How Metal Color Affects Diamond Color
Your choice of precious metal not only has a defining impact on your diamond jewelry’s style, but can also dramatically affect your diamond’s color appearance. Metal color can change how your diamond looks when it's set in jewelry and cause it to appear whiter or more yellow than it actually is. Needless to say, this can affect how you feel about your jewelry’s appearance, so it’s important to keep color in mind when you pair a precious metal with a diamond.
If you’re wondering why metal color affects diamond color and how that will impact the look of your jewelry, read on. Below, we’re going over why metal color affects diamond color, how various precious metals affect diamonds with different color grades, and how metal karat, diamond shape, and fluorescence can also affect diamond color appearance.
Why Does Metal Color Affect Diamond Color?
Colorless diamonds, also sometimes called white diamonds, are transparent gemstones that are very reflective. They’re excellent at reflecting light and creating beautiful shimmer, but they also reflect their surroundings.
This brings us to how your metal color can affect your diamond’s color. When you place a diamond in a piece of jewelry, it will reflect the color of its setting. For example, the center diamond in a prong-set solitaire diamond engagement ring will reflect the color of the ring’s band and prongs. If the solitaire has a yellow gold or rose gold setting, the center diamond could reflect some golden yellow color. If the solitaire has a platinum or white gold setting, it could reflect a bit of white color.
Based on this information alone, you could assume that white settings are always the best option for colorless diamonds. However, this isn’t always the case. We’ll talk about why in our next section.
Precious Metal Colors and Diamond Color Grade
While they’re called “colorless,” completely colorless diamonds are very rare. Colorless diamonds can be anywhere from completely colorless to noticeably yellow in color.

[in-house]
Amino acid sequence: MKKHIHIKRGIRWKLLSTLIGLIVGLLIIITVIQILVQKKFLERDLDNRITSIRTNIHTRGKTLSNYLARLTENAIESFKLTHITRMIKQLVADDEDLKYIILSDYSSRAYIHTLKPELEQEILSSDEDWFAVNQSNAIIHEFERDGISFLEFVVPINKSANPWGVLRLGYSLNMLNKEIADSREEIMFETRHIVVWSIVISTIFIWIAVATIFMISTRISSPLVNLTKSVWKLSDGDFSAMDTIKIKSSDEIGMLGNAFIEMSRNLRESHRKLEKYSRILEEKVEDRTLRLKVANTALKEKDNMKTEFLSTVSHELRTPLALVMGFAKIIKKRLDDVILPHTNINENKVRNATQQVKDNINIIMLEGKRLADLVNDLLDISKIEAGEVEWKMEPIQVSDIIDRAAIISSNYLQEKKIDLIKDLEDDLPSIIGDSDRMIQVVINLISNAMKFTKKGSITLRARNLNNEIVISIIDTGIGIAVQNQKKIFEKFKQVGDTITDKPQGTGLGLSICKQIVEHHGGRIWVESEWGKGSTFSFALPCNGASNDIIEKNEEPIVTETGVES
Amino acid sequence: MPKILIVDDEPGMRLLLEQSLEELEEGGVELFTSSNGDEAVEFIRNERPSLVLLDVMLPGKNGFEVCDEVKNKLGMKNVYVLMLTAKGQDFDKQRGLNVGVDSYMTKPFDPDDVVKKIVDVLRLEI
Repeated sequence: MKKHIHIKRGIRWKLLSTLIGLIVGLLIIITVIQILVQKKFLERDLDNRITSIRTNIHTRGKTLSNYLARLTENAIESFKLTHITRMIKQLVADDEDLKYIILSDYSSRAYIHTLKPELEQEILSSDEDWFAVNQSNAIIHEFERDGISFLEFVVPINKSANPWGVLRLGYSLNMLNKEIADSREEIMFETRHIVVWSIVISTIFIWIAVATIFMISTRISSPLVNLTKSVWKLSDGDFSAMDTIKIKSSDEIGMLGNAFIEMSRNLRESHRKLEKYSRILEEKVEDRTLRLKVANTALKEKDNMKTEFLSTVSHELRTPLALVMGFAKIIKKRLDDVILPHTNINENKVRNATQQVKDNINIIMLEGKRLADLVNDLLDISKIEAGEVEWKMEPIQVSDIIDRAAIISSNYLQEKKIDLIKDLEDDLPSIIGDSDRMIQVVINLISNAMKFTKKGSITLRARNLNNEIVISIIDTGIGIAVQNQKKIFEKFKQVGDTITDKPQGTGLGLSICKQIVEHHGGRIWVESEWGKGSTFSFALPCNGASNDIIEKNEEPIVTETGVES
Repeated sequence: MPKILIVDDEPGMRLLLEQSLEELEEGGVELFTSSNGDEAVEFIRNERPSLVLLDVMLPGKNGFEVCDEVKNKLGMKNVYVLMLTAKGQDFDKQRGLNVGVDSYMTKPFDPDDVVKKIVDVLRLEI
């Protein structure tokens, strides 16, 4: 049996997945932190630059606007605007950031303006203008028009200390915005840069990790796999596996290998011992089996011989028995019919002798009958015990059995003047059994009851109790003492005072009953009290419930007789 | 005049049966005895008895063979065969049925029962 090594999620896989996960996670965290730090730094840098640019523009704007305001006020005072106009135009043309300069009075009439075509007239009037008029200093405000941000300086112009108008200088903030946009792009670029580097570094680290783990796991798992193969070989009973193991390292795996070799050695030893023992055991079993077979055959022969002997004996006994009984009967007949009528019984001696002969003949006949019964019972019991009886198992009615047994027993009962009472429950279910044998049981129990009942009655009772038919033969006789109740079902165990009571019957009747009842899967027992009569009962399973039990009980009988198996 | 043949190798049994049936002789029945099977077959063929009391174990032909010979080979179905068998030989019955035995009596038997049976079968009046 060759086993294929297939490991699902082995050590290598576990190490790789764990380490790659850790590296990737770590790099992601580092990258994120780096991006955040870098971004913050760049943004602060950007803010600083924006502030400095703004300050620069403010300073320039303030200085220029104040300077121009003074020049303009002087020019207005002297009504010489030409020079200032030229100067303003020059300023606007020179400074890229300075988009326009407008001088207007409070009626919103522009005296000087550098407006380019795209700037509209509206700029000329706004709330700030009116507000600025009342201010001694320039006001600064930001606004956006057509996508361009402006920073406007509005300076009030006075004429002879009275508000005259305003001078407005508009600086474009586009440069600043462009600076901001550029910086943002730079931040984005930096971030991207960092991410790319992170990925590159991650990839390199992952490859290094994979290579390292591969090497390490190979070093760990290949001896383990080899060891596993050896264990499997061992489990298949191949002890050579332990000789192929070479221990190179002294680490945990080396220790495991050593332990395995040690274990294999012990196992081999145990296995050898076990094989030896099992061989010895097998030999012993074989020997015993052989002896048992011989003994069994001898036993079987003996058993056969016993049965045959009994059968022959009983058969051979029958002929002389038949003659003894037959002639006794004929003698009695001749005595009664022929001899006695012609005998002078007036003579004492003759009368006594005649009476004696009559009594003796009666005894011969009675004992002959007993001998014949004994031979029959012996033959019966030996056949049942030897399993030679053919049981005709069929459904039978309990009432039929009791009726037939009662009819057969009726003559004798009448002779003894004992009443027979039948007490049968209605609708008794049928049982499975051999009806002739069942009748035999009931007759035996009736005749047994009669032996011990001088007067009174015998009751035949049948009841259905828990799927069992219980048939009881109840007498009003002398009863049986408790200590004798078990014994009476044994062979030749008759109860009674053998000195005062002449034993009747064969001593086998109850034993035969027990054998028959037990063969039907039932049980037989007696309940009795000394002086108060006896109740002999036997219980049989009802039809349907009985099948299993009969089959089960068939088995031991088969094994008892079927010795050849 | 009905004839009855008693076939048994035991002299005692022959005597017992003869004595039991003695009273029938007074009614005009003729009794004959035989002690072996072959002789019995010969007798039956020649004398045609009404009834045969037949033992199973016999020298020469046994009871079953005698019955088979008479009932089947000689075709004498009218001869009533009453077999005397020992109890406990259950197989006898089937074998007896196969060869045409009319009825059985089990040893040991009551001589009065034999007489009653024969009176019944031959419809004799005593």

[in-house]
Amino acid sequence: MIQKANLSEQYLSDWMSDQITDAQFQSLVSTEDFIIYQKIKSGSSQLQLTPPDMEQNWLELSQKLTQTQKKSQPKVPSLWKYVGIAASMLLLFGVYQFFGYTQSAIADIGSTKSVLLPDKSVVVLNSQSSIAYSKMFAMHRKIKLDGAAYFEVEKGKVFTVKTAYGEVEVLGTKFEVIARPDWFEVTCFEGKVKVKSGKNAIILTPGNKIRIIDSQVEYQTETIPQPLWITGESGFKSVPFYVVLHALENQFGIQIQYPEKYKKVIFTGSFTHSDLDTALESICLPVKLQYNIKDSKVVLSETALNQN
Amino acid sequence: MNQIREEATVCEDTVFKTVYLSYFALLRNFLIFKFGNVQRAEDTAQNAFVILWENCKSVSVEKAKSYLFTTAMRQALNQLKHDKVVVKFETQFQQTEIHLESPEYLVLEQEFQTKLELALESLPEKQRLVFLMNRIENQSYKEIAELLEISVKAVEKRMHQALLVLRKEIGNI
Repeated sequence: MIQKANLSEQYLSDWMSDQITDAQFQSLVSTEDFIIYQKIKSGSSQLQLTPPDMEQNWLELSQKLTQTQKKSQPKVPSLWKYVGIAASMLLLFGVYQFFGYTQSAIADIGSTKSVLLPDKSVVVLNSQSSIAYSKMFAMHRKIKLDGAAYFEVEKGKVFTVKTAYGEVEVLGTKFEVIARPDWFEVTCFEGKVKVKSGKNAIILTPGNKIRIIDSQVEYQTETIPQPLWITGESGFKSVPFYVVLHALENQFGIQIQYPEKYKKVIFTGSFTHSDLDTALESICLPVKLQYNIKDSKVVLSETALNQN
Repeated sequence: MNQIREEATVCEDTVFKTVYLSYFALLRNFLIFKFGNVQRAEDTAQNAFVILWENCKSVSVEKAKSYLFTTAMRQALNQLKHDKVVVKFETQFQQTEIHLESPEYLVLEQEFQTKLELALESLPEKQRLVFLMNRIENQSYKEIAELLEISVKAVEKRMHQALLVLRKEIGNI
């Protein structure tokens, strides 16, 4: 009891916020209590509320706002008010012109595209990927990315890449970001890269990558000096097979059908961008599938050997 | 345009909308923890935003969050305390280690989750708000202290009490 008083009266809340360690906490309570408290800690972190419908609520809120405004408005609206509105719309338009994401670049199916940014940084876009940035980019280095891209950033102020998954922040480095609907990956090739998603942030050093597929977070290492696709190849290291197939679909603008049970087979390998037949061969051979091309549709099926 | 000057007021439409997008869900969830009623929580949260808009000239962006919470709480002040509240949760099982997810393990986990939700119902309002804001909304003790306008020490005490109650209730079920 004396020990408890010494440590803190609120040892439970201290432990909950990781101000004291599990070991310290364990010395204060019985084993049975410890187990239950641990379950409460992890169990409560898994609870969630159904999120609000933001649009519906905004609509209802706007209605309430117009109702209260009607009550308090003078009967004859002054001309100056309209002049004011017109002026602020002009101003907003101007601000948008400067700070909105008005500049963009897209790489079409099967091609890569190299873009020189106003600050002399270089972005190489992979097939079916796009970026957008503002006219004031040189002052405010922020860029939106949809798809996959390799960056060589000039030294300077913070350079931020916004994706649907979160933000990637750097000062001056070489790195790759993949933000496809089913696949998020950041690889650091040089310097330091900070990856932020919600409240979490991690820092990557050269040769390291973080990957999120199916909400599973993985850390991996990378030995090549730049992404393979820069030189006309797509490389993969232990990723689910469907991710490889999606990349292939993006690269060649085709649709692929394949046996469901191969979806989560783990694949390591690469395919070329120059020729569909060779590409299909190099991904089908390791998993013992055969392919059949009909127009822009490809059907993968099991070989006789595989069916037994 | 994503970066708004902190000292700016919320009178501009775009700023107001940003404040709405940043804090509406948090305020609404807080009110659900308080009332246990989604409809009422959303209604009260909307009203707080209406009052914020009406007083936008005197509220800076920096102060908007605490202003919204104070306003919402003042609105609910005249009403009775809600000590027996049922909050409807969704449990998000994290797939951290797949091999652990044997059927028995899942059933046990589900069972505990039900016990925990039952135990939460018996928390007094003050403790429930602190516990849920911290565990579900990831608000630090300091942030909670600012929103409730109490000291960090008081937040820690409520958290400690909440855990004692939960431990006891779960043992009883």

The Gemological Institute of America (GIA) grades diamond color on a scale from D to Z. This diamond color scale breaks down as follows:
Colorless: D, E, F
Near Colorless: G, H, I, J
Faint Yellow: K, L, M
Very Light Yellow: N, O, P, Q, R
Light Yellow: S, T, U, V, W, X, Y, Z
To most people, colorless and near colorless diamonds will look almost identical in color. And unless you’re a jeweler or a gemologist, you probably won’t be able to tell the difference between nearby grades within the colorless and near colorless range. But once you start getting into the K to Z range, diamonds start looking noticeably yellow to the naked eye.
Depending on your diamond color grade and your choice of precious metal, your diamond’s color can appear true-to-color, more yellow than it actually is, or whiter than it actually is. Let’s go over how different precious metals tend to change the look of different diamond color grades.
Precious Metals for D to J Grade Diamonds
Diamonds that are graded D to J have little to no yellow tint, so they tend to look true-to-color in white metal settings. But G to J diamonds within the near colorless range may even look a bit whiter than they actually are when placed in white settings. Alternatively, colorless and near colorless diamonds will take on a bit of a yellow tint when placed in yellow gold or rose gold settings. Since more colorless diamonds are more expensive, having an added yellow tint can make the higher cost of a colorless or near colorless stone feel like a bit of a waste.